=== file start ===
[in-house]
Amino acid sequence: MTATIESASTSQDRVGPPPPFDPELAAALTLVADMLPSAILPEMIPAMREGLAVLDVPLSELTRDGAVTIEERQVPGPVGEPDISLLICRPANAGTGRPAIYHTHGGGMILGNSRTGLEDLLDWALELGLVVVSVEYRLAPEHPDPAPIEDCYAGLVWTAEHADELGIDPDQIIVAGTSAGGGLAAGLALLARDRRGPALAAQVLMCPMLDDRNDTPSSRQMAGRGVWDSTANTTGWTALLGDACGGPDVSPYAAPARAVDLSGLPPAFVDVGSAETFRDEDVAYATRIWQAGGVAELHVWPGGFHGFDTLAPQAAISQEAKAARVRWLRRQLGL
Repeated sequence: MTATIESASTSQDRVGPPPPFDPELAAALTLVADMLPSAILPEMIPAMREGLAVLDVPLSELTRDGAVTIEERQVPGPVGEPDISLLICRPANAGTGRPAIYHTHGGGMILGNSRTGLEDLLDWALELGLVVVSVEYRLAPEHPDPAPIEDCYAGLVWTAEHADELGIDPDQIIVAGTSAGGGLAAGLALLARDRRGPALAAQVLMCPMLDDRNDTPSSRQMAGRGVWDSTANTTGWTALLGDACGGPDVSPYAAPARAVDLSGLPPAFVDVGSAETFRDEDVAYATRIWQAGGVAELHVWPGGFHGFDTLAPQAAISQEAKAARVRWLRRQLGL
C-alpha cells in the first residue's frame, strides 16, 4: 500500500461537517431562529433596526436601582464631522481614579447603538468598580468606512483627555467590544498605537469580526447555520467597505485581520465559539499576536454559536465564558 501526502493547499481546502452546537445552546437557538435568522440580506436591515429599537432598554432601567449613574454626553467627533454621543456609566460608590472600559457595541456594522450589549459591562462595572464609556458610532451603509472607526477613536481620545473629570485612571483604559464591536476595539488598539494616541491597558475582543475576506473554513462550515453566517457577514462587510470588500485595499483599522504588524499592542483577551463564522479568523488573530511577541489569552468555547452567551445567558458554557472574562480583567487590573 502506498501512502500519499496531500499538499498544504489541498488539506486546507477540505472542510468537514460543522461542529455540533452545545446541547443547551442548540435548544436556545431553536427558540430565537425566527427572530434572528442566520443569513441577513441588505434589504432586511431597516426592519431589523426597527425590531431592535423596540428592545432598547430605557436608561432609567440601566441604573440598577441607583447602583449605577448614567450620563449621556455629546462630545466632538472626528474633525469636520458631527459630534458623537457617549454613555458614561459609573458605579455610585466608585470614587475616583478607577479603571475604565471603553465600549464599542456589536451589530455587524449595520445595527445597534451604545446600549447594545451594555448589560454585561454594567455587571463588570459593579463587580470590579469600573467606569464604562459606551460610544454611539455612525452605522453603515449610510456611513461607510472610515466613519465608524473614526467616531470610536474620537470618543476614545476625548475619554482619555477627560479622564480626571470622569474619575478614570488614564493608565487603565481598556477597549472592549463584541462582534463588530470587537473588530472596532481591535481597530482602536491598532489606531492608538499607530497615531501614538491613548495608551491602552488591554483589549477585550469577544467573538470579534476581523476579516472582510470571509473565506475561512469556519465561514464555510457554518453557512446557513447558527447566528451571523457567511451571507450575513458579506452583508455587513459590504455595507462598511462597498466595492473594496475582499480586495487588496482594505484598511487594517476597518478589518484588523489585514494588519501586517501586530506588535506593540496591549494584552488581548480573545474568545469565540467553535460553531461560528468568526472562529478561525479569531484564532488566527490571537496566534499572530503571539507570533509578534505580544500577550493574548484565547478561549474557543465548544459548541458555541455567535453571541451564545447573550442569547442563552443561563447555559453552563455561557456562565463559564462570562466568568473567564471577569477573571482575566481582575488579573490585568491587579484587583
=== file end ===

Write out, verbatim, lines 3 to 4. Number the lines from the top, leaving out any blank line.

Repeated sequence: MTATIESASTSQDRVGPPPPFDPELAAALTLVADMLPSAILPEMIPAMREGLAVLDVPLSELTRDGAVTIEERQVPGPVGEPDISLLICRPANAGTGRPAIYHTHGGGMILGNSRTGLEDLLDWALELGLVVVSVEYRLAPEHPDPAPIEDCYAGLVWTAEHADELGIDPDQIIVAGTSAGGGLAAGLALLARDRRGPALAAQVLMCPMLDDRNDTPSSRQMAGRGVWDSTANTTGWTALLGDACGGPDVSPYAAPARAVDLSGLPPAFVDVGSAETFRDEDVAYATRIWQAGGVAELHVWPGGFHGFDTLAPQAAISQEAKAARVRWLRRQLGL
C-alpha cells in the first residue's frame, strides 16, 4: 500500500461537517431562529433596526436601582464631522481614579447603538468598580468606512483627555467590544498605537469580526447555520467597505485581520465559539499576536454559536465564558 501526502493547499481546502452546537445552546437557538435568522440580506436591515429599537432598554432601567449613574454626553467627533454621543456609566460608590472600559457595541456594522450589549459591562462595572464609556458610532451603509472607526477613536481620545473629570485612571483604559464591536476595539488598539494616541491597558475582543475576506473554513462550515453566517457577514462587510470588500485595499483599522504588524499592542483577551463564522479568523488573530511577541489569552468555547452567551445567558458554557472574562480583567487590573 502506498501512502500519499496531500499538499498544504489541498488539506486546507477540505472542510468537514460543522461542529455540533452545545446541547443547551442548540435548544436556545431553536427558540430565537425566527427572530434572528442566520443569513441577513441588505434589504432586511431597516426592519431589523426597527425590531431592535423596540428592545432598547430605557436608561432609567440601566441604573440598577441607583447602583449605577448614567450620563449621556455629546462630545466632538472626528474633525469636520458631527459630534458623537457617549454613555458614561459609573458605579455610585466608585470614587475616583478607577479603571475604565471603553465600549464599542456589536451589530455587524449595520445595527445597534451604545446600549447594545451594555448589560454585561454594567455587571463588570459593579463587580470590579469600573467606569464604562459606551460610544454611539455612525452605522453603515449610510456611513461607510472610515466613519465608524473614526467616531470610536474620537470618543476614545476625548475619554482619555477627560479622564480626571470622569474619575478614570488614564493608565487603565481598556477597549472592549463584541462582534463588530470587537473588530472596532481591535481597530482602536491598532489606531492608538499607530497615531501614538491613548495608551491602552488591554483589549477585550469577544467573538470579534476581523476579516472582510470571509473565506475561512469556519465561514464555510457554518453557512446557513447558527447566528451571523457567511451571507450575513458579506452583508455587513459590504455595507462598511462597498466595492473594496475582499480586495487588496482594505484598511487594517476597518478589518484588523489585514494588519501586517501586530506588535506593540496591549494584552488581548480573545474568545469565540467553535460553531461560528468568526472562529478561525479569531484564532488566527490571537496566534499572530503571539507570533509578534505580544500577550493574548484565547478561549474557543465548544459548541458555541455567535453571541451564545447573550442569547442563552443561563447555559453552563455561557456562565463559564462570562466568568473567564471577569477573571482575566481582575488579573490585568491587579484587583